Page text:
Fighting in Hulcote Churchyard
The approach to Hulcote church December 2011
Just before Christmas 1820 a fight took place in Hulcote churchyard. The two injured parties then went before the local justice of the peace (also the Rector of Hulcote and Salford) to make their complaints. The two aggressors then appeared before the quarter sessions and were fined.
William Seer of Hulcote was examined by Rev. Edward Orlebar Smith JP on 20th December 1820 [QSR24/292]. He said he "went to Hulcot Church as a ringer on Tuesday December the nineteenth between the Hours of Seven and Eight in the Evening, he has been a regular ringer at Hulcot Church upwards of 3 years, & as he was going up the Field nearest to Hulcot Church called Church Close he saw two men behind large trees in the Avenue which leads up to the Church yard who ran away before he, W. Seer, or any of those with him, called out or spoke to them. He then called out "You have no occasion to run we have been after you a good many times and now we shall have you" he thought then that they had been two young men who had done this on one occasion or that they were about something wrong. They then stopped at a Holly bush adjoiningthe Church yard gates & upon the said William Seer going up to them - Joseph Kingham & John Fountaine of Hulcot Yeoman – Joseph Kingham came up to the said William Seer (who is sure that he did not first give Provocation or speak to the said J. Kingham) & said "Damn your Eyes what do you want of me", Seer answered "Nothing Sir" – Kingham said "You want to rob us" – Seer replied "'Twas the least in my thoughts" Kingham then stood in a threatening Attitude before Seer & holding up his fists said "Damn your Eyes I'll cut your head off". W. Seer immediately said "Mr. Kingham I did not mean any harm, I beg your Pardon – Kingham however before anything more passed struck the said W, Seer with violence upon the Nose & Seer believes he should have fallen to the ground if he had not been prevented by the Church yard Hedge against which he fell in consequence of the Blow. After this blow Kingham stood before him in a threatening attitude & said "Damn you I will kill you in two minutes & all you Salford Buggers" upon which Seer withdrew as quick as possible into the Church yard Kingham did not follow him but called him & his companions all damned rogues together".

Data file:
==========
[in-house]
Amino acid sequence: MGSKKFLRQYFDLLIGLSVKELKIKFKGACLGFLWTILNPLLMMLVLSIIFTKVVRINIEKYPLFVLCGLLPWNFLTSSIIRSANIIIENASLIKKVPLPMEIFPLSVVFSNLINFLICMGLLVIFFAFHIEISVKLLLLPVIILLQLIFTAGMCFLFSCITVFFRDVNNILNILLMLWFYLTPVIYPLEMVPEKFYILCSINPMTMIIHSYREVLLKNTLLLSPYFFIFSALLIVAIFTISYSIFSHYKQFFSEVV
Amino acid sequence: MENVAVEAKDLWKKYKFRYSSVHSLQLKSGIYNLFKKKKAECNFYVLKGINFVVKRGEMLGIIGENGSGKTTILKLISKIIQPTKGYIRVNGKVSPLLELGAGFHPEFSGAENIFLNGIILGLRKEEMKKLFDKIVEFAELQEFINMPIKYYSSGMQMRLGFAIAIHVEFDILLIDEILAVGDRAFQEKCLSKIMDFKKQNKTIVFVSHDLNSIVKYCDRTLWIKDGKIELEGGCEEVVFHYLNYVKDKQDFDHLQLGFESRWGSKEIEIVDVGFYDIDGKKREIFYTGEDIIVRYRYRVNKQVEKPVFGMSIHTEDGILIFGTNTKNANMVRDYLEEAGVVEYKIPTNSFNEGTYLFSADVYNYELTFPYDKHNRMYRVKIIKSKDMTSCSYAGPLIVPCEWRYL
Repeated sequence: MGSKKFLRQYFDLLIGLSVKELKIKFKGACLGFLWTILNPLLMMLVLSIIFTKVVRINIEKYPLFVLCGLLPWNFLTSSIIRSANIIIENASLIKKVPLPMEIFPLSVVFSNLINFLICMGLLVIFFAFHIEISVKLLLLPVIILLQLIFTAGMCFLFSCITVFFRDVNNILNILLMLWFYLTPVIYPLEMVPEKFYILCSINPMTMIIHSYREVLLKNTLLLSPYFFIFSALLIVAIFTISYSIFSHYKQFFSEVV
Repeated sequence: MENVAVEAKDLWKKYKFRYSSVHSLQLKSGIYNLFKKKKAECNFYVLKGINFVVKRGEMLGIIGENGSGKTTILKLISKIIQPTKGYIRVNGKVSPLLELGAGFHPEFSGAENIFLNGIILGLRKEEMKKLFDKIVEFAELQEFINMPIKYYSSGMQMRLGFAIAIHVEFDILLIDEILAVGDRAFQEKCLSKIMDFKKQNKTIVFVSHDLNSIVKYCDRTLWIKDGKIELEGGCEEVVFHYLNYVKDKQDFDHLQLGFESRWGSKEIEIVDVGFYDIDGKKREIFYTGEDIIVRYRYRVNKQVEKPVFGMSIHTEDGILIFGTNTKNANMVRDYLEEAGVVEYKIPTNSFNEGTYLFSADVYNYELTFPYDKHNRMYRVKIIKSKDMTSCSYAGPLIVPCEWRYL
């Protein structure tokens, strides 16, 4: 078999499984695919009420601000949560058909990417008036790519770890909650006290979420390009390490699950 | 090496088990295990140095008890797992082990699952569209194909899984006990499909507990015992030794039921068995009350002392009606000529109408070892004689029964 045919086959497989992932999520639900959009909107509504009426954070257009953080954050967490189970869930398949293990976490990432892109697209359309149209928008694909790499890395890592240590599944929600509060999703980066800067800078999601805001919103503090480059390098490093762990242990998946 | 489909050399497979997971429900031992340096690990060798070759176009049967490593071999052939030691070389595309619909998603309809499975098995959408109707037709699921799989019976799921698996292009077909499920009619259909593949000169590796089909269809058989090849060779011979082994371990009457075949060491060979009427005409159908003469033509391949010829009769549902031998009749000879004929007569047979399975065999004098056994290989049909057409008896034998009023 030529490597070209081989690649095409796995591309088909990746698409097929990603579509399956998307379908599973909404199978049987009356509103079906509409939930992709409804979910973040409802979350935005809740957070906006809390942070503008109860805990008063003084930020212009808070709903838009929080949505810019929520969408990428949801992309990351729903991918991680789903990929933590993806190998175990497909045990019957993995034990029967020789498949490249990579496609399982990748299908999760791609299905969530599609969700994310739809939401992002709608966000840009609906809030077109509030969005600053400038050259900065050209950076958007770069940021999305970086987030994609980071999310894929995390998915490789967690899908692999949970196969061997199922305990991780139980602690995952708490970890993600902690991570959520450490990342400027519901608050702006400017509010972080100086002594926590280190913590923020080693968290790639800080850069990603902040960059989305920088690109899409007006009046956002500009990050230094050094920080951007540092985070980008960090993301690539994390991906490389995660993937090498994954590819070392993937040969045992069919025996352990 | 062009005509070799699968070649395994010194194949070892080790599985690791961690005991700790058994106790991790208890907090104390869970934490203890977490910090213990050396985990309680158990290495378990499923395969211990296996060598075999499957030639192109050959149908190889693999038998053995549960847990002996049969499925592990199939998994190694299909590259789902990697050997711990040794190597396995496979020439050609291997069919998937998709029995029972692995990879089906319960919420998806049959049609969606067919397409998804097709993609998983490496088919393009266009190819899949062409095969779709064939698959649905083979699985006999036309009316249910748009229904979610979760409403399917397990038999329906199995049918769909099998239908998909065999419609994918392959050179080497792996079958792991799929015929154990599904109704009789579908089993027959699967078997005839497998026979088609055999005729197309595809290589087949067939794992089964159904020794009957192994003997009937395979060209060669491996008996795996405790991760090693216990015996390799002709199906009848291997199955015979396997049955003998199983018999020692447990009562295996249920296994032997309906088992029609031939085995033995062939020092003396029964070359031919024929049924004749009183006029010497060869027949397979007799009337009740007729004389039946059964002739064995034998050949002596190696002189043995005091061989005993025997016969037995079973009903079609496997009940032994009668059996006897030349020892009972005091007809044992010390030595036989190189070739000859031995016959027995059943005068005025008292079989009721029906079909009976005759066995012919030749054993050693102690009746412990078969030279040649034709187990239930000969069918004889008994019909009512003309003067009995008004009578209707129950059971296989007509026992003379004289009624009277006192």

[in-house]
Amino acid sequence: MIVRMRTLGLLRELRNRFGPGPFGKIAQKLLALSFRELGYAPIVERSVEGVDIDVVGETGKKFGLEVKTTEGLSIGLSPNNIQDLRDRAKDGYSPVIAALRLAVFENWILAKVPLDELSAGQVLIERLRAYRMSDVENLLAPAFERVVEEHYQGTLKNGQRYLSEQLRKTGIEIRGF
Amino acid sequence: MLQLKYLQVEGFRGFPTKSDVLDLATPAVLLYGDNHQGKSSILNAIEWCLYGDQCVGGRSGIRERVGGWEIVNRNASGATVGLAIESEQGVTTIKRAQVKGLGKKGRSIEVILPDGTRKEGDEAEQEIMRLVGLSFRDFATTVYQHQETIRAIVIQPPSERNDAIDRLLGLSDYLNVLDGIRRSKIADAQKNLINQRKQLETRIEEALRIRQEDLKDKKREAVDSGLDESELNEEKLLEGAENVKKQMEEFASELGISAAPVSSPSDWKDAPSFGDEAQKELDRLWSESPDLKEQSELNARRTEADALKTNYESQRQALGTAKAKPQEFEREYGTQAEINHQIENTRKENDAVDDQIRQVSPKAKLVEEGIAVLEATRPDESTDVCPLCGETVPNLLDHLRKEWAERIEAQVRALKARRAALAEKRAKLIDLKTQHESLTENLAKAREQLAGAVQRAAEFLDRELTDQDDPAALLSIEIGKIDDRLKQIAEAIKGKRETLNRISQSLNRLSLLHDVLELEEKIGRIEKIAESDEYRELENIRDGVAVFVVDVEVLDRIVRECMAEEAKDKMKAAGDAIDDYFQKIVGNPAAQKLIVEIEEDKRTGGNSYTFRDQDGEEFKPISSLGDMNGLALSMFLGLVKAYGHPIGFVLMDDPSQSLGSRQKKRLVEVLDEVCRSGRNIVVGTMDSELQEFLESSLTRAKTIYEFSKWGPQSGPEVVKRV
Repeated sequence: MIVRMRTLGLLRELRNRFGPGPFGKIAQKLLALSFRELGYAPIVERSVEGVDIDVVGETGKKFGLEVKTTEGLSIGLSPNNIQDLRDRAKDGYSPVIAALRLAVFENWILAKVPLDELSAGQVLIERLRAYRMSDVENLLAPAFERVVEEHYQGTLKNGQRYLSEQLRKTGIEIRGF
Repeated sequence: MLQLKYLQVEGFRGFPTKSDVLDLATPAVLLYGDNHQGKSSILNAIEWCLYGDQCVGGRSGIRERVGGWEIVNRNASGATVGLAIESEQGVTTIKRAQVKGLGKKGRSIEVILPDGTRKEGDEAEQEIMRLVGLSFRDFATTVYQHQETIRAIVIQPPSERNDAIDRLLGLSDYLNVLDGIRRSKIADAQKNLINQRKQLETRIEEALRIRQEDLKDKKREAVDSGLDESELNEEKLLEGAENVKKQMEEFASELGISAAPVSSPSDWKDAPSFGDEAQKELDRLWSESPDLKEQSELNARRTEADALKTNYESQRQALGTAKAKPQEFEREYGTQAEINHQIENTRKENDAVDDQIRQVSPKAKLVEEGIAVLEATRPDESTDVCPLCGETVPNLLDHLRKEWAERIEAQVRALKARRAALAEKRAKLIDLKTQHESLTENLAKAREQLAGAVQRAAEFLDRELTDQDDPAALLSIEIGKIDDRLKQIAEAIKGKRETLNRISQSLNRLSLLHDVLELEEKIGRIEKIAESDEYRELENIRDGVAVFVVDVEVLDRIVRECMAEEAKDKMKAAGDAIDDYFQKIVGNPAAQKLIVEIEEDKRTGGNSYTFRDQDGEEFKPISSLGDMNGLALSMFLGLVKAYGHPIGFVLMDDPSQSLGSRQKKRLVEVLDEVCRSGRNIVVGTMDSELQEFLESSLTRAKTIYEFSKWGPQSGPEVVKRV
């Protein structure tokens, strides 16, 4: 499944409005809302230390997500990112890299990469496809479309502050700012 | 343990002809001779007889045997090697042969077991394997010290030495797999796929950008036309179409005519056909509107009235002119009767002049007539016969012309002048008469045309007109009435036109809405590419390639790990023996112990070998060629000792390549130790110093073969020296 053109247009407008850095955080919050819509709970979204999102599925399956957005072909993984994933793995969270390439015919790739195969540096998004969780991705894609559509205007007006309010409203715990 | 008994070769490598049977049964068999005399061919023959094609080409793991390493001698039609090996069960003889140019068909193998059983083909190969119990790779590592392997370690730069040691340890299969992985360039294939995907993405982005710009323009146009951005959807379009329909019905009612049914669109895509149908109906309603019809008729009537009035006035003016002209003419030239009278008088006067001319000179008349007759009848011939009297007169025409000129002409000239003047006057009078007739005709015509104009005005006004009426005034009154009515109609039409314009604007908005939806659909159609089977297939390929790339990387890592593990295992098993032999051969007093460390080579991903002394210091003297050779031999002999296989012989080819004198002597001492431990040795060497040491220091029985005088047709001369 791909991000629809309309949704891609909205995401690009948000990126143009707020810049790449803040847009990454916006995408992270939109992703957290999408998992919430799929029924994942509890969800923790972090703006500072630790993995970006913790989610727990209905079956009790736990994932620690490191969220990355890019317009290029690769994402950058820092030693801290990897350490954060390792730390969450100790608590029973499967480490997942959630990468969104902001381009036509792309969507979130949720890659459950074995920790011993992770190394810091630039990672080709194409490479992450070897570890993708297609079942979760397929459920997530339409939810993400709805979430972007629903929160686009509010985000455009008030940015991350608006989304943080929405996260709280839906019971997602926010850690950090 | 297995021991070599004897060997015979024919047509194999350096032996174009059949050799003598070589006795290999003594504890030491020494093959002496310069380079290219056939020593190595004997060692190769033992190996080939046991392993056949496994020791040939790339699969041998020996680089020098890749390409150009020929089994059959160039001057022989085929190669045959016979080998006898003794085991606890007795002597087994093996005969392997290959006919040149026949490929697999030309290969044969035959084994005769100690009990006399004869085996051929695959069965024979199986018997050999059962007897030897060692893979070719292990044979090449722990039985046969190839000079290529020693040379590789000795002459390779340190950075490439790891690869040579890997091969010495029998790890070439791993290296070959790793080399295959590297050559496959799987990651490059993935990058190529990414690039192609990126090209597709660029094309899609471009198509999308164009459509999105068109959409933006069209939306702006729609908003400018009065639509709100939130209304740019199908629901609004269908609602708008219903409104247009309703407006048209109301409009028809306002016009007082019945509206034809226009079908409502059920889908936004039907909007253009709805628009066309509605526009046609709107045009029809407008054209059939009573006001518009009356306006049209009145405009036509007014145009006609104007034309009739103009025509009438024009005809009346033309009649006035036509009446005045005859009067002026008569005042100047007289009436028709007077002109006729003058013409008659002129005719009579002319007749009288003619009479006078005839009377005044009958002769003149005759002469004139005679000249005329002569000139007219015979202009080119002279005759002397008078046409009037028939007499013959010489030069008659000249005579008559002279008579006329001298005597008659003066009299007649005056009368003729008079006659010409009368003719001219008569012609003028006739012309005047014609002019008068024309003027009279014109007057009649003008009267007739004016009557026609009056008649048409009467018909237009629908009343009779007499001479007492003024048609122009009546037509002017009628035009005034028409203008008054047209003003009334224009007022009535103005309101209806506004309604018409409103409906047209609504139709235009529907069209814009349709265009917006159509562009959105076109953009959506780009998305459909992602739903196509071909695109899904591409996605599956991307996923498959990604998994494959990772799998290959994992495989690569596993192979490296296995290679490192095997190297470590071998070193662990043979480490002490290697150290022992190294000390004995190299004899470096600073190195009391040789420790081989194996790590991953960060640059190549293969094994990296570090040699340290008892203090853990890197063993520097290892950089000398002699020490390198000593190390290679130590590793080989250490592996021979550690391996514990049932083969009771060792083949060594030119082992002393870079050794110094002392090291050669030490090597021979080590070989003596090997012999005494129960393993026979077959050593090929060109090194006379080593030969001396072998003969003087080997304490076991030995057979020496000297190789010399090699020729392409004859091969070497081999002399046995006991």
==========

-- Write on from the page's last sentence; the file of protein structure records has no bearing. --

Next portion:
One of his companions, Valentine Dolton, was also examined and said [QSR24/293]: "on Tuesday December the nineteenth he went in company with W. Seer & others to ring the Bells of Hulcot Church between the hours of Seven & Eight in the Evening – as he was going up a Field leading from the Road to the Church yard called Church Close He saw two men behind two Large Trees standing still or very near – these two men ran away from the approach of Dolton & his companions – but seeing them run William Seer called out "You have not occasion to run we have been after you a good many times & now we shall have you". V. Dolton thought they were young men doing this for a joke – but did not call out or say anything to them. He saw them run & stand behind a Holly bush adjoining one of the Church yard Gates & with his companions went to see who they were, upon his approach one of the men John Fountaine of Hulcot Parish Yeoman came forward up to V. Dolton & said "Damn your Eyes what do you want running after me" Dolton said in Answer "I did not know who it was I did not know that it was you sir" Fountaine answered "What do you want you poor informing Bugger, go & tell Smith [obviously the JP] again you poor Bugger". Then V. Dolton went into the Church yard saying to Fountaine "I don't owe you any ill will & I don't know why you should owe any to me but if you owe me any & want to knock me about do". V. Dolton said nothing more but upon this John Fountaine said "Damn you I will then and coming into the Church yard struck V. Dolton upon the head & V. Dolton stood quietly until he had been struck but being struck a scuffle ensued Fountain taking Dolton by the collar threw him down & fell upon him. Both got up again, Fountaine walked away telling Dolton that he would have no more to do with him. Dolton said he would go to a Justice & Fountaine answered "Damn your Eyes do your best".
Both Seer and Dolton signed by mark. Such submissive behaviour in the face of Kingham's and Fountaine's aggression at first seems odd. The answer seems to be a difference in ages. Valentine Dolton was fifty at the time of the 1851 census and so would have been eighteen or nineteen at the time of the incident. William Seer cannot be traced but it does not seem unreasonable to assume that he, and indeed the other, unnamed, bellringers, were about the same age. John Fountaine had a child baptised in Hulcote in 1806 and so was, clearly, much older, so too, presumably, Kingham. This supposition is backed up by the deferential language used by Seer towards Kingham and by Dolton towards Fountaine. In those days young lads would naturally have been deferential to those older than themselves – how times have changed!
The avenue of large trees leading from the Salford road up to the church has largely gone, as has the holly hedge around the graveyard. One or two large trees still stand in the avenue near the church and perhaps Kingham and Fountaine hid behind one of these. The rest of the row of trees have been replaced but at the present time  the replacements are just saplings.
The path up to the church January 2008